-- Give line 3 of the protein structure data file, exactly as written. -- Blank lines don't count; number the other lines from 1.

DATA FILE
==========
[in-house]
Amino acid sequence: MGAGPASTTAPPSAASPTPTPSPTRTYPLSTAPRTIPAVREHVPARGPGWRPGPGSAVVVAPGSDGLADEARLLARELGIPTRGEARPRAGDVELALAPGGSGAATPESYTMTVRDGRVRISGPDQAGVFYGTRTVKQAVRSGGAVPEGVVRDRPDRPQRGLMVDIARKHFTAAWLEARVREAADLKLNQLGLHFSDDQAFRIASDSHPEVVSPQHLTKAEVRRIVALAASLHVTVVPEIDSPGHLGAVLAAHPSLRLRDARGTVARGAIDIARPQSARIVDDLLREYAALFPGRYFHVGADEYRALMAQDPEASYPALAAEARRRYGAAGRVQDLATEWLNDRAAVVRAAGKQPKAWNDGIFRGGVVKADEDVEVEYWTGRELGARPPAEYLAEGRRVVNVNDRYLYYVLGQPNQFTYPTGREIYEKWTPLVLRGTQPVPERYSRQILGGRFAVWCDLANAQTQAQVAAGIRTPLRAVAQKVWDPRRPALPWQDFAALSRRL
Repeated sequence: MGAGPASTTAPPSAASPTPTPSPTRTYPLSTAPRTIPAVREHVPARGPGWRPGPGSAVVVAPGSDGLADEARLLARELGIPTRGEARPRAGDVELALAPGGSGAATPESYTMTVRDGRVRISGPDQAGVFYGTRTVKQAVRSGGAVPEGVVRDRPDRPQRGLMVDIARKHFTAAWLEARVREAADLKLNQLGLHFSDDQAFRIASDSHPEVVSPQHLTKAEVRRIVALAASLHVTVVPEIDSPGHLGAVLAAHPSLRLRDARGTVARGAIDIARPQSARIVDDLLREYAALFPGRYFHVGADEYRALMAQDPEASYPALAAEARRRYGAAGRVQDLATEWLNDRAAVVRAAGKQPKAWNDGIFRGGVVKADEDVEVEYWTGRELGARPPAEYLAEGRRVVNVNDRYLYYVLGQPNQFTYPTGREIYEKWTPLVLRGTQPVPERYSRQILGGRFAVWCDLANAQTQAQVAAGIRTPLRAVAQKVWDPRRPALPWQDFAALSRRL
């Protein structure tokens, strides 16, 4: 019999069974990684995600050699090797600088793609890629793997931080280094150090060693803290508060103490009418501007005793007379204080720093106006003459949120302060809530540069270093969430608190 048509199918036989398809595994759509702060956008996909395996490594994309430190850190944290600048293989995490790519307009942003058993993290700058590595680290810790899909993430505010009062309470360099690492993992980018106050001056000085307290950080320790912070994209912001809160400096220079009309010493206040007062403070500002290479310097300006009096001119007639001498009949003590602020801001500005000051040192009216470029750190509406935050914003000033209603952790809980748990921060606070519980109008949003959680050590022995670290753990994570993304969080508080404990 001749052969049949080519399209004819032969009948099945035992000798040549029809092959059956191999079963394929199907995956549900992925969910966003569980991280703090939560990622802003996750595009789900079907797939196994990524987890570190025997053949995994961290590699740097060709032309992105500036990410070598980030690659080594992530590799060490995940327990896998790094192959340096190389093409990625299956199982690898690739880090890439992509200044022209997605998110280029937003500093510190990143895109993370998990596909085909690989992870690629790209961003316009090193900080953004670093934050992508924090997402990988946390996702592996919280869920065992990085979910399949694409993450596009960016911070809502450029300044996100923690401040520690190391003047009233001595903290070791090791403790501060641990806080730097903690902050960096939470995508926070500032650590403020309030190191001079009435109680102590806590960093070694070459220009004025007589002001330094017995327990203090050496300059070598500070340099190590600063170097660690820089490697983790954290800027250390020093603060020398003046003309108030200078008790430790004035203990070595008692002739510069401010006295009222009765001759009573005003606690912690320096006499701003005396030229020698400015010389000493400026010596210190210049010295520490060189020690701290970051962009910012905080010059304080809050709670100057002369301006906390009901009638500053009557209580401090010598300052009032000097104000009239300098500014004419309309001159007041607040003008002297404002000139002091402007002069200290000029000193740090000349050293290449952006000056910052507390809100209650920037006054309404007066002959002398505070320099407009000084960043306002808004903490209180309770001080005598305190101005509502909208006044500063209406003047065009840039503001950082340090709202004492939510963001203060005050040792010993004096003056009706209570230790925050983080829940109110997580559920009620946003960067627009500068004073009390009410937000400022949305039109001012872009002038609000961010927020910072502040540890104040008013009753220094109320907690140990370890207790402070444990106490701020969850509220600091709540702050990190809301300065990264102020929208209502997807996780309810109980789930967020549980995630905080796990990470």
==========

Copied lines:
Repeated sequence: MGAGPASTTAPPSAASPTPTPSPTRTYPLSTAPRTIPAVREHVPARGPGWRPGPGSAVVVAPGSDGLADEARLLARELGIPTRGEARPRAGDVELALAPGGSGAATPESYTMTVRDGRVRISGPDQAGVFYGTRTVKQAVRSGGAVPEGVVRDRPDRPQRGLMVDIARKHFTAAWLEARVREAADLKLNQLGLHFSDDQAFRIASDSHPEVVSPQHLTKAEVRRIVALAASLHVTVVPEIDSPGHLGAVLAAHPSLRLRDARGTVARGAIDIARPQSARIVDDLLREYAALFPGRYFHVGADEYRALMAQDPEASYPALAAEARRRYGAAGRVQDLATEWLNDRAAVVRAAGKQPKAWNDGIFRGGVVKADEDVEVEYWTGRELGARPPAEYLAEGRRVVNVNDRYLYYVLGQPNQFTYPTGREIYEKWTPLVLRGTQPVPERYSRQILGGRFAVWCDLANAQTQAQVAAGIRTPLRAVAQKVWDPRRPALPWQDFAALSRRL